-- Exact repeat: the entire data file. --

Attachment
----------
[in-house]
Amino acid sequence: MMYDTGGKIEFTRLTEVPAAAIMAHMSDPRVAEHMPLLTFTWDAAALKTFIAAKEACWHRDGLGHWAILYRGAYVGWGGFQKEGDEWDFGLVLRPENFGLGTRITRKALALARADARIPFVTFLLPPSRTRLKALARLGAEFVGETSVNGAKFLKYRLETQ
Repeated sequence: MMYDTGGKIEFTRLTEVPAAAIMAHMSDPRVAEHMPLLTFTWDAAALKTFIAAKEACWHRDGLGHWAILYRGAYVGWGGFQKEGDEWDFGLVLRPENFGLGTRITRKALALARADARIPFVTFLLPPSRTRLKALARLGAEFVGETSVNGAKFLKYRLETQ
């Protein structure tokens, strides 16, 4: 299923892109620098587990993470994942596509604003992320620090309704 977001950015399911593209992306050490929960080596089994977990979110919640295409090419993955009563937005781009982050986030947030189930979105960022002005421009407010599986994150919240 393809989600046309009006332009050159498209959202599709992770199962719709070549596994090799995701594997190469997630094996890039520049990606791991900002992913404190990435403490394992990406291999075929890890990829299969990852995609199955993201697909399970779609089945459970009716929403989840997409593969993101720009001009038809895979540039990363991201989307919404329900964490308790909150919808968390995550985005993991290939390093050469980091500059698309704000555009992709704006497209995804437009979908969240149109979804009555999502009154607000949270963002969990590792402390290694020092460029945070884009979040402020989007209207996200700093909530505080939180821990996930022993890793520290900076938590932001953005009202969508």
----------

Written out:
[in-house]
Amino acid sequence: MMYDTGGKIEFTRLTEVPAAAIMAHMSDPRVAEHMPLLTFTWDAAALKTFIAAKEACWHRDGLGHWAILYRGAYVGWGGFQKEGDEWDFGLVLRPENFGLGTRITRKALALARADARIPFVTFLLPPSRTRLKALARLGAEFVGETSVNGAKFLKYRLETQ
Repeated sequence: MMYDTGGKIEFTRLTEVPAAAIMAHMSDPRVAEHMPLLTFTWDAAALKTFIAAKEACWHRDGLGHWAILYRGAYVGWGGFQKEGDEWDFGLVLRPENFGLGTRITRKALALARADARIPFVTFLLPPSRTRLKALARLGAEFVGETSVNGAKFLKYRLETQ
């Protein structure tokens, strides 16, 4: 299923892109620098587990993470994942596509604003992320620090309704 977001950015399911593209992306050490929960080596089994977990979110919640295409090419993955009563937005781009982050986030947030189930979105960022002005421009407010599986994150919240 393809989600046309009006332009050159498209959202599709992770199962719709070549596994090799995701594997190469997630094996890039520049990606791991900002992913404190990435403490394992990406291999075929890890990829299969990852995609199955993201697909399970779609089945459970009716929403989840997409593969993101720009001009038809895979540039990363991201989307919404329900964490308790909150919808968390995550985005993991290939390093050469980091500059698309704000555009992709704006497209995804437009979908969240149109979804009555999502009154607000949270963002969990590792402390290694020092460029945070884009979040402020989007209207996200700093909530505080939180821990996930022993890793520290900076938590932001953005009202969508």